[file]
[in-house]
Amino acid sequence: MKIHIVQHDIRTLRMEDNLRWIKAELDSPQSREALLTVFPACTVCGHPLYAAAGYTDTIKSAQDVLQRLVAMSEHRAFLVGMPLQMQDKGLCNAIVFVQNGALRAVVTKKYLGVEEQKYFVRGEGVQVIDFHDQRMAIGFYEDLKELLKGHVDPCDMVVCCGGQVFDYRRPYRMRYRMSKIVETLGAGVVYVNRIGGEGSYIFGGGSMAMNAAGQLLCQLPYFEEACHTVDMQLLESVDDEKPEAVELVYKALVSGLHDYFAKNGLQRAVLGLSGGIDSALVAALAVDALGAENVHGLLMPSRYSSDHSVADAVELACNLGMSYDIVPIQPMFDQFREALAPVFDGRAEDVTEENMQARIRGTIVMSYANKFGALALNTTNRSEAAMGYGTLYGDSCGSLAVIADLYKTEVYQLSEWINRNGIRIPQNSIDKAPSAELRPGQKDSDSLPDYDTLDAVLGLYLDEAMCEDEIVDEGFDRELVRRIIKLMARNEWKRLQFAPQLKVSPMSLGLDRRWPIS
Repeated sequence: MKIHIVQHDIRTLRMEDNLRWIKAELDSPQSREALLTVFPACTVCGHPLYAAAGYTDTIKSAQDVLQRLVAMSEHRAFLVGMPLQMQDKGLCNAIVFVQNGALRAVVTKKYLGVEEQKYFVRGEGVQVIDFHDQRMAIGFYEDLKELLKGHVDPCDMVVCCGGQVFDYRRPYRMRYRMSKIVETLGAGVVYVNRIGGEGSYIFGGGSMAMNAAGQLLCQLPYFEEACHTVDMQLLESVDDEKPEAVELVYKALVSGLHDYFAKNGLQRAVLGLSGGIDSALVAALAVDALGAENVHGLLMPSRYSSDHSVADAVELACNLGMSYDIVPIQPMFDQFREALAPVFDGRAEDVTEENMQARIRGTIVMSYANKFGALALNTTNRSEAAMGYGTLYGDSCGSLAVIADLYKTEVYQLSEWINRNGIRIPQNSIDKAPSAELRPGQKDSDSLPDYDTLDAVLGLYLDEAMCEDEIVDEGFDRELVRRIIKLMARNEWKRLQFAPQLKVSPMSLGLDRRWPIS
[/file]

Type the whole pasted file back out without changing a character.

[in-house]
Amino acid sequence: MKIHIVQHDIRTLRMEDNLRWIKAELDSPQSREALLTVFPACTVCGHPLYAAAGYTDTIKSAQDVLQRLVAMSEHRAFLVGMPLQMQDKGLCNAIVFVQNGALRAVVTKKYLGVEEQKYFVRGEGVQVIDFHDQRMAIGFYEDLKELLKGHVDPCDMVVCCGGQVFDYRRPYRMRYRMSKIVETLGAGVVYVNRIGGEGSYIFGGGSMAMNAAGQLLCQLPYFEEACHTVDMQLLESVDDEKPEAVELVYKALVSGLHDYFAKNGLQRAVLGLSGGIDSALVAALAVDALGAENVHGLLMPSRYSSDHSVADAVELACNLGMSYDIVPIQPMFDQFREALAPVFDGRAEDVTEENMQARIRGTIVMSYANKFGALALNTTNRSEAAMGYGTLYGDSCGSLAVIADLYKTEVYQLSEWINRNGIRIPQNSIDKAPSAELRPGQKDSDSLPDYDTLDAVLGLYLDEAMCEDEIVDEGFDRELVRRIIKLMARNEWKRLQFAPQLKVSPMSLGLDRRWPIS
Repeated sequence: MKIHIVQHDIRTLRMEDNLRWIKAELDSPQSREALLTVFPACTVCGHPLYAAAGYTDTIKSAQDVLQRLVAMSEHRAFLVGMPLQMQDKGLCNAIVFVQNGALRAVVTKKYLGVEEQKYFVRGEGVQVIDFHDQRMAIGFYEDLKELLKGHVDPCDMVVCCGGQVFDYRRPYRMRYRMSKIVETLGAGVVYVNRIGGEGSYIFGGGSMAMNAAGQLLCQLPYFEEACHTVDMQLLESVDDEKPEAVELVYKALVSGLHDYFAKNGLQRAVLGLSGGIDSALVAALAVDALGAENVHGLLMPSRYSSDHSVADAVELACNLGMSYDIVPIQPMFDQFREALAPVFDGRAEDVTEENMQARIRGTIVMSYANKFGALALNTTNRSEAAMGYGTLYGDSCGSLAVIADLYKTEVYQLSEWINRNGIRIPQNSIDKAPSAELRPGQKDSDSLPDYDTLDAVLGLYLDEAMCEDEIVDEGFDRELVRRIIKLMARNEWKRLQFAPQLKVSPMSLGLDRRWPIS